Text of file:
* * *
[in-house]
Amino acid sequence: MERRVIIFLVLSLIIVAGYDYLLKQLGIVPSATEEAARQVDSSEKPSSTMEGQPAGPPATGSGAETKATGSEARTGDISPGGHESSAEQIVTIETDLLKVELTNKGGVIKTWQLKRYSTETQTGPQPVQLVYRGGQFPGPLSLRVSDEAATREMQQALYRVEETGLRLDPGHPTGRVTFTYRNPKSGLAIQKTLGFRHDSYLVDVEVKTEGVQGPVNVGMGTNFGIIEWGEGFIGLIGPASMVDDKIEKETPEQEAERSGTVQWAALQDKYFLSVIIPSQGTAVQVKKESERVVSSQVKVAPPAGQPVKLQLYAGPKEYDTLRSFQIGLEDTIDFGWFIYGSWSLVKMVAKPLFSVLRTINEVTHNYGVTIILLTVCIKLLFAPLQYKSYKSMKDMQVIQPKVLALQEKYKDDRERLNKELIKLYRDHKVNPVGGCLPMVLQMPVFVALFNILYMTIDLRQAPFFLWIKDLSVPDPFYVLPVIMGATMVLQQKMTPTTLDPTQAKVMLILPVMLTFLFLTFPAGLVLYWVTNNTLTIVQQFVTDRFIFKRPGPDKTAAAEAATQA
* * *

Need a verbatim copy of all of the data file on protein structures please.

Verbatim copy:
[in-house]
Amino acid sequence: MERRVIIFLVLSLIIVAGYDYLLKQLGIVPSATEEAARQVDSSEKPSSTMEGQPAGPPATGSGAETKATGSEARTGDISPGGHESSAEQIVTIETDLLKVELTNKGGVIKTWQLKRYSTETQTGPQPVQLVYRGGQFPGPLSLRVSDEAATREMQQALYRVEETGLRLDPGHPTGRVTFTYRNPKSGLAIQKTLGFRHDSYLVDVEVKTEGVQGPVNVGMGTNFGIIEWGEGFIGLIGPASMVDDKIEKETPEQEAERSGTVQWAALQDKYFLSVIIPSQGTAVQVKKESERVVSSQVKVAPPAGQPVKLQLYAGPKEYDTLRSFQIGLEDTIDFGWFIYGSWSLVKMVAKPLFSVLRTINEVTHNYGVTIILLTVCIKLLFAPLQYKSYKSMKDMQVIQPKVLALQEKYKDDRERLNKELIKLYRDHKVNPVGGCLPMVLQMPVFVALFNILYMTIDLRQAPFFLWIKDLSVPDPFYVLPVIMGATMVLQQKMTPTTLDPTQAKVMLILPVMLTFLFLTFPAGLVLYWVTNNTLTIVQQFVTDRFIFKRPGPDKTAAAEAATQA